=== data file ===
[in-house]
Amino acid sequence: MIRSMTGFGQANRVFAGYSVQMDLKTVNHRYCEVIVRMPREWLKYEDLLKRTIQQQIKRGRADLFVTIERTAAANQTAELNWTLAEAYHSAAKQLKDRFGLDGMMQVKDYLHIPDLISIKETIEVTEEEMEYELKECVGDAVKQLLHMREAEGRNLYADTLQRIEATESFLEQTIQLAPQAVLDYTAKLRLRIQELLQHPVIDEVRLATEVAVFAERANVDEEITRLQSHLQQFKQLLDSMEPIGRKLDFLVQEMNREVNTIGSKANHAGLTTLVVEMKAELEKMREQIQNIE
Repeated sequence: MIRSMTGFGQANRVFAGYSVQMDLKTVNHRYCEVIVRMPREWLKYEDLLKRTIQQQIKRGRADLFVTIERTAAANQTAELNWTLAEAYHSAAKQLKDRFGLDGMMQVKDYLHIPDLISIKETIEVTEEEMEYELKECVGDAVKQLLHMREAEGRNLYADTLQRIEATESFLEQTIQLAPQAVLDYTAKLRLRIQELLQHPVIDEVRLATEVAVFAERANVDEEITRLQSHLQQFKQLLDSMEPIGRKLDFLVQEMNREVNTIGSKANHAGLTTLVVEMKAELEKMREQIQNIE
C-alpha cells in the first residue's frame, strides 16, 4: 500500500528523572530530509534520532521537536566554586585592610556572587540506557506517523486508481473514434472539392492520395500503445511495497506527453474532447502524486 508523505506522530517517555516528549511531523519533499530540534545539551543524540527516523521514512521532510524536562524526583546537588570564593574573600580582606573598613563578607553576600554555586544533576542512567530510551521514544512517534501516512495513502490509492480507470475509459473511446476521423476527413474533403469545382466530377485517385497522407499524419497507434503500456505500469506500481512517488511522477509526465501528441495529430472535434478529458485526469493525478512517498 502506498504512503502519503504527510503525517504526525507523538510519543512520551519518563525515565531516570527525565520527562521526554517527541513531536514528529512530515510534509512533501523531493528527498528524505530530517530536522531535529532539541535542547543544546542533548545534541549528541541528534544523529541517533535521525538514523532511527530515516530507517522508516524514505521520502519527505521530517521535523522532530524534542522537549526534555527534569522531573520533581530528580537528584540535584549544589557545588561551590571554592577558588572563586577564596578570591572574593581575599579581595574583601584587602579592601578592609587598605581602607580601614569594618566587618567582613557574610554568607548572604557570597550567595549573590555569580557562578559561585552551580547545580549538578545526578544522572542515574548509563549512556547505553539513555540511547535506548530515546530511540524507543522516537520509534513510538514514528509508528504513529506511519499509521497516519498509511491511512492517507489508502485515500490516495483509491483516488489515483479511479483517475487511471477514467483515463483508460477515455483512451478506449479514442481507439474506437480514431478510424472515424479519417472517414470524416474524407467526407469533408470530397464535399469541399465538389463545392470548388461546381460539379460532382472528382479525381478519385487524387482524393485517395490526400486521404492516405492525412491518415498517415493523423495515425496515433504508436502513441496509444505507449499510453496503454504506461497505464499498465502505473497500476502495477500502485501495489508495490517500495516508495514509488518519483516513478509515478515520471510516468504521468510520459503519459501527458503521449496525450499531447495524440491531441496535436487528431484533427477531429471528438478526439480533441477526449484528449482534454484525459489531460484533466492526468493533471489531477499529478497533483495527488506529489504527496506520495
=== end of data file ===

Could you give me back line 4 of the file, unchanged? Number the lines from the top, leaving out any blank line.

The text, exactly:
C-alpha cells in the first residue's frame, strides 16, 4: 500500500528523572530530509534520532521537536566554586585592610556572587540506557506517523486508481473514434472539392492520395500503445511495497506527453474532447502524486 508523505506522530517517555516528549511531523519533499530540534545539551543524540527516523521514512521532510524536562524526583546537588570564593574573600580582606573598613563578607553576600554555586544533576542512567530510551521514544512517534501516512495513502490509492480507470475509459473511446476521423476527413474533403469545382466530377485517385497522407499524419497507434503500456505500469506500481512517488511522477509526465501528441495529430472535434478529458485526469493525478512517498 502506498504512503502519503504527510503525517504526525507523538510519543512520551519518563525515565531516570527525565520527562521526554517527541513531536514528529512530515510534509512533501523531493528527498528524505530530517530536522531535529532539541535542547543544546542533548545534541549528541541528534544523529541517533535521525538514523532511527530515516530507517522508516524514505521520502519527505521530517521535523522532530524534542522537549526534555527534569522531573520533581530528580537528584540535584549544589557545588561551590571554592577558588572563586577564596578570591572574593581575599579581595574583601584587602579592601578592609587598605581602607580601614569594618566587618567582613557574610554568607548572604557570597550567595549573590555569580557562578559561585552551580547545580549538578545526578544522572542515574548509563549512556547505553539513555540511547535506548530515546530511540524507543522516537520509534513510538514514528509508528504513529506511519499509521497516519498509511491511512492517507489508502485515500490516495483509491483516488489515483479511479483517475487511471477514467483515463483508460477515455483512451478506449479514442481507439474506437480514431478510424472515424479519417472517414470524416474524407467526407469533408470530397464535399469541399465538389463545392470548388461546381460539379460532382472528382479525381478519385487524387482524393485517395490526400486521404492516405492525412491518415498517415493523423495515425496515433504508436502513441496509444505507449499510453496503454504506461497505464499498465502505473497500476502495477500502485501495489508495490517500495516508495514509488518519483516513478509515478515520471510516468504521468510520459503519459501527458503521449496525450499531447495524440491531441496535436487528431484533427477531429471528438478526439480533441477526449484528449482534454484525459489531460484533466492526468493533471489531477499529478497533483495527488506529489504527496506520495